It is understood that the delivery system 29 may be configured to deliver less than four (including one), or more than four components to the treatment chamber 21 without departing from the scope of this invention. It is also contemplated that delivery systems other than that illustrated in
With reference now to
The housing 51 also comprises a closure 63 connected to and substantially closing the longitudinally opposite end of the sidewall 57, and having at least one outlet port 65 (broadly, an outlet) therein to generally define the outlet end 27 of the treatment chamber 21. The closure 63 also has a screen element 66 held in assembly therewith and blocking the outlet port 65 (e.g., between the outlet port and the interior space 53 of the chamber 21) to inhibit the chamber particles 24 from flowing out of the chamber through the outlet port along with the liquid solution. The sidewall 57 (e.g., defined by the elongate tube 55) of the chamber 21 has an inner surface 67 that together with the collar 61 and the closure 63 define the interior space 53 of the chamber.
In the illustrated embodiment, the tube 55 is generally cylindrical so that the chamber sidewall 57 is generally annular in cross-section. However, it is contemplated that the cross-section of the chamber sidewall 57 may be other than annular, such as polygonal or another suitable shape, and remain within the scope of this invention. The chamber sidewall 57 of the illustrated chamber 21 is suitably constructed of a transparent material, although it is understood that any suitable material may be used as long as the material is compatible with the liquid components being treated in the chamber, the pressure at which the chamber is intended to operate, and other environmental conditions within the chamber such as temperature.
With particular reference to
This dual tangential inlet port 69 a, 69 b arrangement is particularly useful for initiating mixing of two or more components together before the liquid solution is further subjected to ultrasonic treatment within the chamber 21. In a particularly suitable use of this arrangement, where the liquid to be treated in the chamber 21 comprises two or more liquids, the liquid having the lowest viscosity is directed to flow into the chamber via the outer inlet port 69 a while the liquid having the highest viscosity is directed to flow into the chamber via the inner inlet port 69 b. The flow of the lower viscosity ingredient through the outer inlet port 69 a has a tendency to draw the higher viscosity ingredient into the interior space 53 of the chamber 21 to speed the rate at which the higher viscosity ingredient is introduced into the chamber.
This action, combined with the swirling action resulting from the tangential direction in which the liquid components are directed into the chamber 21, facilitate an initial mixing of these two components before the liquid solution flows further through the chamber for ultrasonic treatment. In the illustrated embodiment, the collar 61 also has an additional tangential set of inlet ports 69 a, 69 b and a pair of generally vertically oriented inlet ports 71. It is understood, however, that none of the ports 69 a, 69 b need to be oriented tangentially relative to the collar 61 to remain within the scope of this invention. It is also understood that the number of inlet ports 69 a, 69 b, 71 may vary, and may even be limited to a single inlet port.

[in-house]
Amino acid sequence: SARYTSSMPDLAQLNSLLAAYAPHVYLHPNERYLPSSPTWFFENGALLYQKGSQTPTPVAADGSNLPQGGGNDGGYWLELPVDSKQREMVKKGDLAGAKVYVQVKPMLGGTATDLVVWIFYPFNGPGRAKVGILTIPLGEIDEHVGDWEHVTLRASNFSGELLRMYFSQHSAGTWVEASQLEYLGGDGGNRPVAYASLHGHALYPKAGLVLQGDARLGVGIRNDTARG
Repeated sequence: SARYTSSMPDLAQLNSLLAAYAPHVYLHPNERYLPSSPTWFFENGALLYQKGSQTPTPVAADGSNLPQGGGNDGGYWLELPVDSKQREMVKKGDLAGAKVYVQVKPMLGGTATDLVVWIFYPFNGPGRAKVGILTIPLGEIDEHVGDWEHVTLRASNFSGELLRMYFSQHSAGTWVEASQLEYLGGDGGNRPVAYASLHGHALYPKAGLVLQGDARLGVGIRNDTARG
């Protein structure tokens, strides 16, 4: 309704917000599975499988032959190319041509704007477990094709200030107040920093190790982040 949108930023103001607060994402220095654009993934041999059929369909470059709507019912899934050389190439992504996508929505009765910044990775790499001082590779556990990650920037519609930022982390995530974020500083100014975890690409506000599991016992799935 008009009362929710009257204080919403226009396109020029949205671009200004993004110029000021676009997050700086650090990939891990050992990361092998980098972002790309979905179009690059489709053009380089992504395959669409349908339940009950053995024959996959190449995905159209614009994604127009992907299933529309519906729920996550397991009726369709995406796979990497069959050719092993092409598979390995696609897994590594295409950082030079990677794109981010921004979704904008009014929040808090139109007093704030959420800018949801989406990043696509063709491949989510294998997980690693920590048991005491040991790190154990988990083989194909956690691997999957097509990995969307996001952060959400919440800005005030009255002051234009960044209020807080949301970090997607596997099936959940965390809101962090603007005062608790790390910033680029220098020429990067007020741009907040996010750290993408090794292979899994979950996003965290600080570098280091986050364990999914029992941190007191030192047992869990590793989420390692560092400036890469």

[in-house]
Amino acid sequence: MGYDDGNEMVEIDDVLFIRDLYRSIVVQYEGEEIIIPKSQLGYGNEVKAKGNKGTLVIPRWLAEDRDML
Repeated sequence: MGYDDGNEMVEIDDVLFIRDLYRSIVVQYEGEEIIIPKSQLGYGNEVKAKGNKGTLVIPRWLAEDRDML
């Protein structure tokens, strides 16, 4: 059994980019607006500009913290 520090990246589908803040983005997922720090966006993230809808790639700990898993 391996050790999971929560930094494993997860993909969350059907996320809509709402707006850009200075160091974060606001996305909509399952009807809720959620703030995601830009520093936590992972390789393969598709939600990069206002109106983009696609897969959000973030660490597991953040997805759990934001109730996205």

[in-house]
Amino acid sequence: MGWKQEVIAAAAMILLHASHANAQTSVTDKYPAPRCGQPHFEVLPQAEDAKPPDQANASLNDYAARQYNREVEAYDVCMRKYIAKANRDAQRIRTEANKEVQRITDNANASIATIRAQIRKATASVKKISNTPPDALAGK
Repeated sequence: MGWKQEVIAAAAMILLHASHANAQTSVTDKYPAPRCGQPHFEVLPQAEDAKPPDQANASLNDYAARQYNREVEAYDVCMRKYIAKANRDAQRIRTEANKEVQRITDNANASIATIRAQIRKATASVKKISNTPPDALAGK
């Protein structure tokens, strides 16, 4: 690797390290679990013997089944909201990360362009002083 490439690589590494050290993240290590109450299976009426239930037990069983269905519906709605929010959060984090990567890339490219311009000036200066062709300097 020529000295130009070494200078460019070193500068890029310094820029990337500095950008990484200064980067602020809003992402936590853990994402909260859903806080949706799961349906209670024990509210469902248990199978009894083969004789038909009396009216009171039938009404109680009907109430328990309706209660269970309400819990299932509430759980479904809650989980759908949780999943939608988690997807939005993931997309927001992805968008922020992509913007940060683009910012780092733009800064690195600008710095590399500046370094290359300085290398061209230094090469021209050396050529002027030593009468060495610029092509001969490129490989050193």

An ultrasonic waveguide assembly, generally indicated at 101, extends longitudinally at least in part within the interior space 53 of the chamber 21 to ultrasonically energize liquid (and any other components of the liquid solution) flowing through the interior space 53 of the chamber, as well to ultrasonically energize the chamber particles 24. In particular, the ultrasonic waveguide assembly 101 of the illustrated embodiment extends longitudinally from the lower or inlet end 25 of the chamber 21 up into the interior space 53 thereof to a terminal end 103 of the waveguide assembly disposed intermediate the inlet ports 69 a, 69 b and the outlet port 65. More suitably, the waveguide assembly 101 is mounted, either directly or indirectly, to the chamber housing 51 as will be described later herein.
The ultrasonic waveguide assembly 101 suitably comprises an elongate horn assembly, generally indicated at 105, disposed entirely with the interior space 53 of the housing 51 intermediate the uppermost inlet port and the outlet port for complete submersion within the liquid being treated within the chamber 21, and more suitably it is aligned coaxially with the chamber sidewall 57. The horn assembly 105 has an outer surface 107 that together with the inner surface 67 of the sidewall 57 defines a flow path within the interior space 53 of the chamber 21 along which liquid and other components flow past the horn assembly within the chamber (this portion of the flow path being broadly referred to herein as the ultrasonic treatment zone). The horn assembly 105 has an upper end 109 defining a terminal end of the horn assembly (and therefore the terminal end 103 of the waveguide assembly) and a longitudinally opposite lower end 111. The waveguide assembly 101 of the illustrated embodiment also comprises a booster 113 coaxially aligned with and connected at an upper end thereof to the lower end 111 of the horn assembly 105. It is understood, however, that the waveguide assembly 101 may comprise only the horn assembly 105 and remain within the scope of this invention. It is also contemplated that the booster 113 may be disposed entirely exterior of the chamber housing 51, with the horn assembly 105 mounted on the chamber housing 51 without departing from the scope of this invention.